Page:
Tag Archives: Hall of Justice

PHOTO ESSAY | Downtown Los Angeles

There are few cities in the world more perplexing than Los Angeles. The reasons are many. The Outlaw Urbanist will take a closer look at some of those reasons in a multi-part, photo essay series. Today, we begin with Downtown L.A., which uniquely combines fascination and frustration for any architect, urban designer, and planner with a good conscience.

Downtown L.A. could be incredible urbanism. In fact, it should be incredible urbanism. Instead, it comes across as lazy. Downtown L.A. is alive but not necessarily well. It has ‘good bones’ including some stunning pre-World War II buildings. However, Downtown L.A. desperately needs large doses of TLDC (tender, loving design care), which appears somewhat lacking at the moment.

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View along S. Broadway in Downtown L.A. (Photo: Mark David Major).

There were actually a LOT of people in Downtown L.A. on a sunny, warm Sunday afternoon, especially to the south in the Jewelry District. The street level of many buildings has been converted into small, retail units. However, it is haphazardly done for the most part. On one hand, it is good to see the people and retail units. On the other hand, it is such low rent quality that it deters from the innate advantages of the building space above. There are a lot of historic buildings in Downtown L.A. BEGGING for rehabilitation. A few renovations are progressing but not nearly enough. It is deeply frustrating. A lot of the new buildings are design disasters that most often successfully promulgate blank walls in downtown.

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Pre-World War II building in the process of renovation (Photo: Mark David Major).
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Conversion of ground level entry space into small, low quality retail units at the historic Palace Theater building in Downtown L.A. (Photo: Mark David Major).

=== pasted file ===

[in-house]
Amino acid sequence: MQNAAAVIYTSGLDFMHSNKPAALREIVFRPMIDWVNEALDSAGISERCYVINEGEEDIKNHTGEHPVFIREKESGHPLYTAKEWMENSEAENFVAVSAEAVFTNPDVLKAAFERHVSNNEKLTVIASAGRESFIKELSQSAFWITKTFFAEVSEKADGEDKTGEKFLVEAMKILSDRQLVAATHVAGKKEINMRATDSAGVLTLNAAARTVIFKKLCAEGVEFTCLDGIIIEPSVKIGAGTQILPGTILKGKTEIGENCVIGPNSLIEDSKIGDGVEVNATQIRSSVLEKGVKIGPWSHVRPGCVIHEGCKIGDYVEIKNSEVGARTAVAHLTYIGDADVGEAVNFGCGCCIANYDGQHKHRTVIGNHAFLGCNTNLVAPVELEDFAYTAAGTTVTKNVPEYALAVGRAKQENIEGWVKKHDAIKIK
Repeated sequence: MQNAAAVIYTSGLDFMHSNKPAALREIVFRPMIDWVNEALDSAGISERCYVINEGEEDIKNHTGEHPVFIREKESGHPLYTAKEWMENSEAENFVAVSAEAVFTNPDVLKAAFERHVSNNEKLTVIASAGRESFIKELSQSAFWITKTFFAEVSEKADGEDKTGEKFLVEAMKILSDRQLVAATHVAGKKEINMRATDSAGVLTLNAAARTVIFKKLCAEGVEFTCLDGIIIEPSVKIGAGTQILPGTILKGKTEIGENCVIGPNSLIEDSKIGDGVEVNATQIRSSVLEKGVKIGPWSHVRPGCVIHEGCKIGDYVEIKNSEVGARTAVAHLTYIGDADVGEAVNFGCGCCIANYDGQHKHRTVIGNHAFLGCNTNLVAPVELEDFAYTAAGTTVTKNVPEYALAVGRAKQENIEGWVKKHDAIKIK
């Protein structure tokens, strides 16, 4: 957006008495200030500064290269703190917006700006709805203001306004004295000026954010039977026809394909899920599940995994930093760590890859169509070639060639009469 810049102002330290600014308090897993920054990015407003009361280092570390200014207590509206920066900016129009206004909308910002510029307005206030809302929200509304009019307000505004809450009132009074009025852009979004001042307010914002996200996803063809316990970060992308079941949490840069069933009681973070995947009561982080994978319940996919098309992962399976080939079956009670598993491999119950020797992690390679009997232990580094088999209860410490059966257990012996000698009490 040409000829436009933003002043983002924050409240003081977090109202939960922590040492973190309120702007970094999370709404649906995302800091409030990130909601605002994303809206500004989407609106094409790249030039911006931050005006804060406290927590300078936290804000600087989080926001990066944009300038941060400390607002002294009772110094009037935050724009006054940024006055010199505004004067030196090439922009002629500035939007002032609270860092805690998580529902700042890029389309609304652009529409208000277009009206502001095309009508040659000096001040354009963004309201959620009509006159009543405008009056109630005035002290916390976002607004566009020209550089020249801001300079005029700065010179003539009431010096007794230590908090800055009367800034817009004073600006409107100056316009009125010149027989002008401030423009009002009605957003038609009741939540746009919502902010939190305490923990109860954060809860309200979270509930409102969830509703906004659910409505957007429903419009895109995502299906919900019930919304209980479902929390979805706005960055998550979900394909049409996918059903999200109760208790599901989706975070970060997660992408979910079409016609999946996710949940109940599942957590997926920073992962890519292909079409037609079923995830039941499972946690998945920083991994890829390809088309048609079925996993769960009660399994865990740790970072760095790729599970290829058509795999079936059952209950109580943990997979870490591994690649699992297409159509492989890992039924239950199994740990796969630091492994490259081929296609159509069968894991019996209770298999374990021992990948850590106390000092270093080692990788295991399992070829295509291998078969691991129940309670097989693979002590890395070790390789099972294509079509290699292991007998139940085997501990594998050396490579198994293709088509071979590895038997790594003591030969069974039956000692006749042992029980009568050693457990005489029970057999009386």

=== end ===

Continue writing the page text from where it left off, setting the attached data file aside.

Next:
Given the history and money surrounding the film industry in Los Angeles, you would think residents and the city would take more care in rehabilitating the plenitude of old historic movie theaters but most often it appears to have been mindlessly done (e.g. Palace Theater above and Los Angeles Theater below) on a ‘cash in’ basis only.

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Conversion of ground level entry space into small, low quality retail units at the historic Los Angeles Theater building in Downtown L.A. (Photo: Mark David Major).
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Internal street arcade in the Jewelry District of Downtown L.A. (Photo: Mark David Major).

The gorgeous Bradbury Building (below) in Downtown L.A. was designed by Sumner Hunt and designated an architectural landmark in 1977. Its interior and rooftop were the settings for the climatic scenes of Ridley Scott’s science fiction classic Blade Runner (1982).

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Bradbury Building designed by Sumner Hunt in Downtown L.A. (Photo: Mark David Major).

The government sector to the north in Downtown L.A. effectively demonstrates the danger of single-use districts. Whereas the Jewelry District was populated and lively on a Sunday afternoon, the government sector was deader than a graveyard, except for the cars racing through the area.

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Distant view of the Disney Concert Hall designed by Frank Gehry in Downtown L.A. (Photo: Mark David Major).
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View of Los Angeles City Hall in Downtown L.A. (Photo: Mark David Major).

Los Angeles City Hall (above) was the exterior for the Daily Planet in the old Adventures of Superman series from the 1950s. The O.J. Simpson criminal trial occurred in the building to the left in 1994-95.

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Hall of Justice in Downtown L.A. (Photo: Mark David Major).

The Modernist building where the Los Angeles County Department of Regional Planning is housed in the government sector has a plaza attached to it, working hard at being as empty as the day it first opened, no doubt. The ironic symbolism seems appropriate.

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Modernist plaza attached to the Administration building containing the Los Angeles County Department of Regional Planning in Downtown L.A. (Photo: Mark David Major).
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